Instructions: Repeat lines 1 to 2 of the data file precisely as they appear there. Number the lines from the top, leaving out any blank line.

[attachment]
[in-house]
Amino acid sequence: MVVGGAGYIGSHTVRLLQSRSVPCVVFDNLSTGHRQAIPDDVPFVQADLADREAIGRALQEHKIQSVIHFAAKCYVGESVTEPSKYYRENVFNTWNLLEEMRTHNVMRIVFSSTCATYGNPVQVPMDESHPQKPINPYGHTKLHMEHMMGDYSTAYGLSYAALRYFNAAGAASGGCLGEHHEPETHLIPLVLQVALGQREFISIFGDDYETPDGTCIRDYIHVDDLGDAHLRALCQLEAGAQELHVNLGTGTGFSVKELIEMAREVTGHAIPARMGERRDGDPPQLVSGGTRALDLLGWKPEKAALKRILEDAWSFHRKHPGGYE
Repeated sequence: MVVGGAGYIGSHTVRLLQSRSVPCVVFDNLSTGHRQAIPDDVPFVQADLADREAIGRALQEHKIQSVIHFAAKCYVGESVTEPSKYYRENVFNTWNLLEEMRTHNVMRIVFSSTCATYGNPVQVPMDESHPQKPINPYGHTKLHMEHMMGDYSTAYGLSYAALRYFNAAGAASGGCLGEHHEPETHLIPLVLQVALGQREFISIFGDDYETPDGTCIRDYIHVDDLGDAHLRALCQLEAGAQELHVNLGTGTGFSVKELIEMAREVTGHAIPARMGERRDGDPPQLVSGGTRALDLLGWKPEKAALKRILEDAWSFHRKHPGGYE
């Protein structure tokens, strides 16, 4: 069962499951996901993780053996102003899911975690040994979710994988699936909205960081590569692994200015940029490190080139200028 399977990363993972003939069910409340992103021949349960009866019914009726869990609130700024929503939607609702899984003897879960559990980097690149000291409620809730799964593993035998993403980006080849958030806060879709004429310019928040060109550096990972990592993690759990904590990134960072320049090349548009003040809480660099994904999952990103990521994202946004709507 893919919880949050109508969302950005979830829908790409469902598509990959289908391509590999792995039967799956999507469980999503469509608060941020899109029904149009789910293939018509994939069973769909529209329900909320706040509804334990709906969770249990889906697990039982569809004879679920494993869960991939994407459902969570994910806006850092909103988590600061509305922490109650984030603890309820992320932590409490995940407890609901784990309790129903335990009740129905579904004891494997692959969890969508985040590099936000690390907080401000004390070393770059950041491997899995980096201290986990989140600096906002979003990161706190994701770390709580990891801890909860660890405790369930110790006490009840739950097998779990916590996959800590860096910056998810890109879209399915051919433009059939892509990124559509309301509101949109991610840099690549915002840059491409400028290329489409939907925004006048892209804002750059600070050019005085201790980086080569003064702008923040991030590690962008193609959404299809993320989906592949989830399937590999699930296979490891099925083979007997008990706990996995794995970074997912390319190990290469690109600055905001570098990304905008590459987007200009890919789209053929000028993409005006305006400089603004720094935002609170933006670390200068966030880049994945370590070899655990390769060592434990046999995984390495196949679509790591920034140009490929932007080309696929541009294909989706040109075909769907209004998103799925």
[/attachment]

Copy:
[in-house]
Amino acid sequence: MVVGGAGYIGSHTVRLLQSRSVPCVVFDNLSTGHRQAIPDDVPFVQADLADREAIGRALQEHKIQSVIHFAAKCYVGESVTEPSKYYRENVFNTWNLLEEMRTHNVMRIVFSSTCATYGNPVQVPMDESHPQKPINPYGHTKLHMEHMMGDYSTAYGLSYAALRYFNAAGAASGGCLGEHHEPETHLIPLVLQVALGQREFISIFGDDYETPDGTCIRDYIHVDDLGDAHLRALCQLEAGAQELHVNLGTGTGFSVKELIEMAREVTGHAIPARMGERRDGDPPQLVSGGTRALDLLGWKPEKAALKRILEDAWSFHRKHPGGYE